This leads naturally into
the simple recognition of
the great spiritual wisdom.
There is only one mind
because mind separated
into separate parcels
of space and time
makes no sense
from the point of view
of quantum physics.
And the theory
of entanglement
is one of the indications
of the truth
of that statement.

Welcome, thoughtful viewers, to Science and Spirituality on Supreme Master Television. This program is part two of a three-part series featuring an interview with a popular quantum physicist, author and lecturer from the United States, Dr. Fred Alan Wolf.

Dr. Wolf earned a Ph.D. in theoretical physics from the University of California – Los Angeles, USA in 1963. He has lectured across the world, conducted extensive research in his field, written many award-winning books such as “Taking the Quantum Leap” and “The Spiritual Universe,” and served as the resident physicist on the Discovery Channel program “The Know Zone.” Dr. Wolf has appeared in popular films such as “What The Bleep Do We Know” and “The Secret.”

He is known for explaining the complex laws of quantum physics in an engaging way so that non-scientists can better understand them and see how they relate to spiritual principles. His fascinating work has sparked the interest of many to deeply inquire into the very nature of existence and the mind.

Last week Dr. Wolf explained what led him to become interested in the relationship between quantum physics and spirituality. Today he provides his perspective on fascinating subjects ranging from the nature of reality, to the quantum entanglement theory to how quantum computers could possibly develop their own consciousness in the future.

A good question is what is reality? And what does it mean to talk about reality in any significant way? Clearly there seems to be some boundaries between what we call “what’s real.” You have your reality, I have my reality. That seems to be the case. However when you begin to look deeply into this question of quantum physics, and how mind enters into it, we cannot find a boundary from one mind to the next. We cannot find anything which distinguishes your mind from my mind. We have the experience of such a distinguishing going on.

But if you really look at it, and I look at you, and I say to myself, “That’s a human being,” but I don’t have any experience of you other than what I am experiencing from my natural senses, I’m not inside your head looking out your eyeballs, so I don’t know what you’re seeing, I don’t know what you’re smelling or tasting. I can imagine what those things are, but I don’t have an experience of that.

So that’s a tendency to say that well since we seem to have separate bodies, we must have separate minds. But according to what we understand about mind, it doesn’t have any place where you can make the compartmentalization take place. In fact Erwin Schrödinger one of the founders of quantum physics, actually came up with a proof that there wasn’t any separation between various minds even though it appears that there are.

That would bring us into the quantum entanglement theory. Can you explain that?

Well, in quantum entanglement it can involve mind, of course, but what it involves is what happens after what is called an interaction. When things interact we usually have a picture of an interaction as something coming together and flying apart, bindle-bangle, that’s an interaction. And the question then becomes if I know what’s going on before the interaction can I say what’s going on after the interaction?

Now if these were billiard balls, classical snooker, or some game like that and you hit a ball and bounce it against another ball, the snooker players and billiard ball players know how to control that. So they can say given that I push the white ball with a certain amount of momentum and hit it a certain way, it’s going to hit the red ball and it’s going to fall over this way and everything is correlated – co-related – correlated; (it’s the) same word.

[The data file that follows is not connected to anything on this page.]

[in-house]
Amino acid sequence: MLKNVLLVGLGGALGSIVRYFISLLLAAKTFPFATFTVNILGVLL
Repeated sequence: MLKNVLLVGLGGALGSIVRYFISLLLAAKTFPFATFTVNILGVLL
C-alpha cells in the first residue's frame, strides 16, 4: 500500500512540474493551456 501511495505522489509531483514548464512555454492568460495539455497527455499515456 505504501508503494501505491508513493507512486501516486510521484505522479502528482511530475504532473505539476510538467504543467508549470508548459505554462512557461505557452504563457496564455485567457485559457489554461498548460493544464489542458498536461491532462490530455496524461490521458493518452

In other words, I have control the initial conditions which are the ball I am trying to hit which is at rest on the green maze table and the little white ball I am hitting with my cue. I have control over the position and the momenta of both objects so I could predict what the position and momenta of the two objects are after they hit and fly apart. Momenta being mass times velocity or the movement of the object as it goes flying off in a given direction – that’s called momentum.

Anyway that’s fine but in quantum physics we have no such control. We don’t know exactly the position and momenta of each object to begin with; but once they interact they become what is called entangled. They become a correlation which means since we don’t know exactly where they are the question arises: What do we know of these objects?

And the question then is answered with this answer. We do know that if you measure the position of the object on the left after the interaction you can predict the position of the object on the right after the interaction. But if you decide to measure the momentum of the object on the left after the interaction you could predict the momentum of the object on the right after the interaction.

But you cannot predict both the position and the momenta of either object after the interaction. Even if you measure both at the same time you cannot determine what the other object is going to have. Entanglement tells us that they are correlated provided you ask one question but not both. It’s a kind of a funny kind of 20 questions thing that you can’t ask all the questions at once. So you can’t determine the answers to all of them.

There seems to be a buzz going around about quantum computing. (Yes) What’s going on in this field?

Well, let me explain as basically as I can about the difference between a quantum computation and a normal computation. Computers are very simple basic tools that are very complicated because the very basic tool is multiplied by a zillion times. The basic tool is simply up or down, on or off, zero or one: that’s the tool. In other words, it’s a switch. All computers are a bunch of switches.

Think of a switch as something which you can throw as going down or up, up/down, two switch positions and that is an ordinary computer, a whole bunch of these things, billions of them. And that’s how it works. Basically, change the positions of the switches; there are two possible positions here, there is another one over here, two more – that’s four possible positions.